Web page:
Also, the people at Faber have revealed a Gif to begin the hype of the book. But yes, I am very excited over this book and I can't wait to get my hands on this book next year!

Thursday, 6 August 2015

Brent Bailey Chats Snarky Knightley

Surprise! I have a guest post for you guys! And am a tad shocked this is happening, but am thrilled to welcome Brent Bailey to the blog.

Now, for those of you who aren't aware of him, Brent is an actor on TV and short films, but most of you guys should know him as Alex Knightley from the hit web series, Emma Approved (, which completed its run of August last year. Not catch the show? The first two episodes of Emma Approved at at the bottom of the post!

Not sure how I got Brent to agree on my blog, but a big thank you for Brent for taking time out of his busy life to answer these questions! Before I throw us all into the Q&A, if you want to follow Brent of Twitter, you can check him out at And now, with that out of the way, onto the Q&A!

Brent, thank you so much for answering some questions for my blog. As most people will know you from Emma Approved, could you explain about the series and your character, Alex Knightley, for those who aren’t aware of the show?
Emma Approved is a modern day adaptation of Jane Austen’s “Emma.”  The story is about Emma, (Joanna Sotomura) a matchmaker who has gone into business with her lifelong snarky friend, Alex Knightly.  Emma runs the matchmaking side and Alex runs the business side.   The story takes you on a journey through the difficulties of running a business as well as the complexity of love.  It’ll make you laugh and cry and then want to watch it all over again.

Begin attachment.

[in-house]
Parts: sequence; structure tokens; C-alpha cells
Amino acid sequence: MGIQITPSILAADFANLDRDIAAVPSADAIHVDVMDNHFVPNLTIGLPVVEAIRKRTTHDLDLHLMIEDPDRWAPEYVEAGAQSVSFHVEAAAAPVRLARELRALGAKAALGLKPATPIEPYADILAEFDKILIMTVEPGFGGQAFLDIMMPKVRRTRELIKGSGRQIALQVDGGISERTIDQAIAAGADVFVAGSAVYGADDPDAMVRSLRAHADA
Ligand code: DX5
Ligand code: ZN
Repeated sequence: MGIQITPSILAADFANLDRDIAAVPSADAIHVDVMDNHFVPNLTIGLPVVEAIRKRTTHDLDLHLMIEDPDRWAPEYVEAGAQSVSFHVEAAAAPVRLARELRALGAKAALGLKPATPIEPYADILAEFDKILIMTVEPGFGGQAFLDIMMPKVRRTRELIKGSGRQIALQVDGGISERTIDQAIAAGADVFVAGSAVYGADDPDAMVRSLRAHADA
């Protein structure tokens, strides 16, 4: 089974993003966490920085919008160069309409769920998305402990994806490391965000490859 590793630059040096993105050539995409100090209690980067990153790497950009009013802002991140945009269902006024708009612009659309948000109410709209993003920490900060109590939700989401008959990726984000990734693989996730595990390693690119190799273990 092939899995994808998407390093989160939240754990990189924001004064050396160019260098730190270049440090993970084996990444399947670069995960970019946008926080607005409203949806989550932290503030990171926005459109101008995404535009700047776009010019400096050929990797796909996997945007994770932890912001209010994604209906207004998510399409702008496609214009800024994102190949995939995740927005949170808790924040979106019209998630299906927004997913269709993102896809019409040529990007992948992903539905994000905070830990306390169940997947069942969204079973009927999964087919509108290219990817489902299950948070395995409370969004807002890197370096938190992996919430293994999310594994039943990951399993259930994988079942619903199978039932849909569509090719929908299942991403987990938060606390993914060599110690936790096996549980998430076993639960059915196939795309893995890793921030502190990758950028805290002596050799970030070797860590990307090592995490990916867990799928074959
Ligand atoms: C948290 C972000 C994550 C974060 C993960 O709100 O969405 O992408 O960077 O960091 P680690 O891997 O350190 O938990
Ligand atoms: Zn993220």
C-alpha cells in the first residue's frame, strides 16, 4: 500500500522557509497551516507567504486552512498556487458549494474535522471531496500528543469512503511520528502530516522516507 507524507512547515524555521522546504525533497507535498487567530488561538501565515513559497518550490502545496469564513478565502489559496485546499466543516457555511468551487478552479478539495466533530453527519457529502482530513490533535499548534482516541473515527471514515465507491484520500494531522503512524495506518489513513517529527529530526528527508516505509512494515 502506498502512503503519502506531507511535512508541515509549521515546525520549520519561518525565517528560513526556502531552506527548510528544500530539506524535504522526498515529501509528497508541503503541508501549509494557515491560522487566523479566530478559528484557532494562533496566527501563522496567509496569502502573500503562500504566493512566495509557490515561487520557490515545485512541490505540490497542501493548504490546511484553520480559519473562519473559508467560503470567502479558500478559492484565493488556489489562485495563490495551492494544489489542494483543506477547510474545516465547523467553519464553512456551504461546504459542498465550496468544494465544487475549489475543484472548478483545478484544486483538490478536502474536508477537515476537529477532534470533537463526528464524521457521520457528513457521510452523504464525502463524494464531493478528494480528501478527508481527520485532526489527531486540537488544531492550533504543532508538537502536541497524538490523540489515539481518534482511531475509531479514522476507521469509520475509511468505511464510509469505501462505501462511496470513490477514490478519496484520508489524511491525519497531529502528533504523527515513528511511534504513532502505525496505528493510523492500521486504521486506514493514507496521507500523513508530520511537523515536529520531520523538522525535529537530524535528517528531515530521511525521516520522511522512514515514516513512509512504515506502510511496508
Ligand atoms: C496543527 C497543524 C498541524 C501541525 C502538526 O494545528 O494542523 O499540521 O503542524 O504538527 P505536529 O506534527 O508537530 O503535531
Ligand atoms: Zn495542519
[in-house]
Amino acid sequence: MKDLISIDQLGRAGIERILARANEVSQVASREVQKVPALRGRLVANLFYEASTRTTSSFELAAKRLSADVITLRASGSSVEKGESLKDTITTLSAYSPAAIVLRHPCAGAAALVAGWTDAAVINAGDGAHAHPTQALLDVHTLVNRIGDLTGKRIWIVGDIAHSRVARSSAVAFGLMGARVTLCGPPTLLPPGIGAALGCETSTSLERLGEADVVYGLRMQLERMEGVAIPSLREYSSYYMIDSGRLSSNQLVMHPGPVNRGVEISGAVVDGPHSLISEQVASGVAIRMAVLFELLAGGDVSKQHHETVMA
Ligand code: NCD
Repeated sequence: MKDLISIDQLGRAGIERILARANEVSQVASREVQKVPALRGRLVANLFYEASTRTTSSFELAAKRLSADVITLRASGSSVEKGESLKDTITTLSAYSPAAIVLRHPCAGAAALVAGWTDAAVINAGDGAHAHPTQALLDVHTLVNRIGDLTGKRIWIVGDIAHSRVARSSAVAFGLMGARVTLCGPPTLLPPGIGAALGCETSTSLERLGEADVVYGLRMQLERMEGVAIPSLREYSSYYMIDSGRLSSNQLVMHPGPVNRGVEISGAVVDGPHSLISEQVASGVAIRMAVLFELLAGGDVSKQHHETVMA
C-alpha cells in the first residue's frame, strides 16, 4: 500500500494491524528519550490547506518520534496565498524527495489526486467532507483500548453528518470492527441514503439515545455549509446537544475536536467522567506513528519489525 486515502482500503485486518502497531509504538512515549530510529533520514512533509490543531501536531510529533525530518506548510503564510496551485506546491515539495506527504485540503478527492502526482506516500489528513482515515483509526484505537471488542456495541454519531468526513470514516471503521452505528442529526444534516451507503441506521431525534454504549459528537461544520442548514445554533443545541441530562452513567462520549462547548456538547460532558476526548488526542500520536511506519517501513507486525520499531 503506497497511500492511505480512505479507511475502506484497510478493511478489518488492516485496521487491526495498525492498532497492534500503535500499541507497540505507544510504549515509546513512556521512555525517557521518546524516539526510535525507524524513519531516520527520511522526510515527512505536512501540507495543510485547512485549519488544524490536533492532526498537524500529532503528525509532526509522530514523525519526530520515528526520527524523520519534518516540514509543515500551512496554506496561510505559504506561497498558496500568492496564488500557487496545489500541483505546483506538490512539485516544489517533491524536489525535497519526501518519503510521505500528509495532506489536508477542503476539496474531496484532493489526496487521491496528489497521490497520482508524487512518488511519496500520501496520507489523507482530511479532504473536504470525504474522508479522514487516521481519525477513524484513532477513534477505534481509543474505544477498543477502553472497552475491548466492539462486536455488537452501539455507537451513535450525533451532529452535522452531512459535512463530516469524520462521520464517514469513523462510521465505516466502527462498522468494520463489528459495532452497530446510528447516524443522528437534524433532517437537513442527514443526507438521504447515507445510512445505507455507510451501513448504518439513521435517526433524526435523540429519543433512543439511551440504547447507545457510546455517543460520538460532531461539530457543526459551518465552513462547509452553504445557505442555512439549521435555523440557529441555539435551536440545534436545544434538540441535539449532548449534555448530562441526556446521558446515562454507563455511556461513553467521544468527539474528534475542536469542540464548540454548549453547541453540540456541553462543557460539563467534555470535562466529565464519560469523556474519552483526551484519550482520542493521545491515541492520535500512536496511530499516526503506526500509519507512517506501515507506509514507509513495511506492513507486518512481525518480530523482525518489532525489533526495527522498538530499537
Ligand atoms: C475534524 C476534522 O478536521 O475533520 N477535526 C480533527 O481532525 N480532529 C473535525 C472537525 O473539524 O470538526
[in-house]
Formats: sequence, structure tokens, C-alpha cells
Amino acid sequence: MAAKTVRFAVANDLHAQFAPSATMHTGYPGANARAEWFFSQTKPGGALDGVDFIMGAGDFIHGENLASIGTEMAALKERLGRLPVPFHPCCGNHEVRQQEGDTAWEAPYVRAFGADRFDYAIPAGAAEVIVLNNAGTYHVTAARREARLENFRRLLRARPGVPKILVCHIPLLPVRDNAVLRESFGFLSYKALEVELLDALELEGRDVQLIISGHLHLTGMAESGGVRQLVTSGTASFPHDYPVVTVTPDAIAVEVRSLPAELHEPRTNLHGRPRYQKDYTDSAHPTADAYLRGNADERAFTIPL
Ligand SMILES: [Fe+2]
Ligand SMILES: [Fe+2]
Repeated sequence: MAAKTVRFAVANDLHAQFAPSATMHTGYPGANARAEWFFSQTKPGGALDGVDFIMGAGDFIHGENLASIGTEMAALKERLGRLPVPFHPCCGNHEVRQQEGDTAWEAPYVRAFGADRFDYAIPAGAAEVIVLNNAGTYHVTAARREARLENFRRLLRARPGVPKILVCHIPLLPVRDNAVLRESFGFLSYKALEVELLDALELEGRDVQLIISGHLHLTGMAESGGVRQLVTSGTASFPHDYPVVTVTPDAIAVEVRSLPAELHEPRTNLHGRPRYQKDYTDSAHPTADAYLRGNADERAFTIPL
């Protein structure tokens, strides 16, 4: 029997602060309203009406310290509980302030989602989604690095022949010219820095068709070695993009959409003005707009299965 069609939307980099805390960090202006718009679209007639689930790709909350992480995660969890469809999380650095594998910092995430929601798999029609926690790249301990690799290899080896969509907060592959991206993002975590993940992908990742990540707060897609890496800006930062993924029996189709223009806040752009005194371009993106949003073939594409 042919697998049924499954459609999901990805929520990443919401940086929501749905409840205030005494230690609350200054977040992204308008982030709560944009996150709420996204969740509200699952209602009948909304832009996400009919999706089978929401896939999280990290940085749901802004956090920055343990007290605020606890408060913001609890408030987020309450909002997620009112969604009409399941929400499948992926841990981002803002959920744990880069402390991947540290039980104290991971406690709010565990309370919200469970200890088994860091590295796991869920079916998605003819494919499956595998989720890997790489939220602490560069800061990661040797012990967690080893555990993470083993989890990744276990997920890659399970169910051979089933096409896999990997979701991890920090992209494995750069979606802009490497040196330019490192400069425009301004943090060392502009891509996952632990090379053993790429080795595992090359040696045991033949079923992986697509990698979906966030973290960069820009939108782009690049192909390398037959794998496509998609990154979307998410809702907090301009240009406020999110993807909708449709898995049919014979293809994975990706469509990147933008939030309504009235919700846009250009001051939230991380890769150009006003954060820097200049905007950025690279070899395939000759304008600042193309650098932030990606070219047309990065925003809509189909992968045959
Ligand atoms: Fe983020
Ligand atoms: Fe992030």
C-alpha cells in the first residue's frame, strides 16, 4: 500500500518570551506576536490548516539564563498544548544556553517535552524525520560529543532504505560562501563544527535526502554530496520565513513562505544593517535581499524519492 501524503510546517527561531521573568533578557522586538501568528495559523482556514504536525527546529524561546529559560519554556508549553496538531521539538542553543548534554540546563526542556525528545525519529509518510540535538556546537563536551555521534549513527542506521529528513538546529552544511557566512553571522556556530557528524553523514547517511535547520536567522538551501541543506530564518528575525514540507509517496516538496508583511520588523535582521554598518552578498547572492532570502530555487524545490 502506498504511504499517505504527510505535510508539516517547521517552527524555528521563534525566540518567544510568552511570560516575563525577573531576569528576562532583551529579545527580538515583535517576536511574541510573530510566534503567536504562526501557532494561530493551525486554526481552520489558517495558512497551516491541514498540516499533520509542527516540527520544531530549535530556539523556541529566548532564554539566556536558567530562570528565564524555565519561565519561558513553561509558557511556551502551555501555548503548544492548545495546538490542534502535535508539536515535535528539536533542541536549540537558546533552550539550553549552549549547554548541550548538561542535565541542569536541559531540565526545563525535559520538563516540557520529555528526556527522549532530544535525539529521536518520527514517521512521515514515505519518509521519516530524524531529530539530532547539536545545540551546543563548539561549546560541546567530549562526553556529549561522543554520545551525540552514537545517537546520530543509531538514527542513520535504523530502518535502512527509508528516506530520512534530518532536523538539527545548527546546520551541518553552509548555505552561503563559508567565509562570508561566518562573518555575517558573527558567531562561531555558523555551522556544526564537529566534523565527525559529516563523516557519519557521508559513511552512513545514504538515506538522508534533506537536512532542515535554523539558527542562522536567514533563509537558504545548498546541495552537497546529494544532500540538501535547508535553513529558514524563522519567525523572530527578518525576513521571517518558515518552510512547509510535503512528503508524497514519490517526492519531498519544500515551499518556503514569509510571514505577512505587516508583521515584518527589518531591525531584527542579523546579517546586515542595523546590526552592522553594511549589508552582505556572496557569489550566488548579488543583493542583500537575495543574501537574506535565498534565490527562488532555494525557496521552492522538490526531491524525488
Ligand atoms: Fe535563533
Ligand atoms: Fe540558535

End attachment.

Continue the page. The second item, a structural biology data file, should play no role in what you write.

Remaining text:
Could you tell us how you got the role of Alex Knightley?
I had actually read for The Lizzie Bennett Diaries a couple of times, so Jenni Powell and Bernie Su (producer and executive producer) were aware that I existed. They were just trying to figure out what role I was best for.  When Knightley came around I went in and read, and it definitely felt right.  There was so much of my personality I was able to bring into the role, and I just felt really comfortable with the character.  The rest is history! 

Because Emma is such a well-loved story, did you feel any pressure on portray Knightley loyally, but make him your own character, different from other interpretation? 
Honestly I didn’t even think about it.  Emma has been redone so many times now that I didn’t feel there was a single iconic person that played it best.  Each adaptation has been different which has given the actors playing the roles some freedom to bring their own interpretation to it.  I just went in, had fun, and hoped that the fans of the show would enjoy what we were making. 

Were you surprised by how popular the show became? 
Since LBD was so successful I expected us to have a pretty decent amount of people tune in.  Bernie had called me when he was offering me the role and let me know what to expect.  So it did seem like we were prepared for what was to come.  The only thing I didn’t know was that the fans were going to be so amazing.  I am very grateful for those that have stuck with my career and me since the show has ended.  There are good things to come, I promise. ☺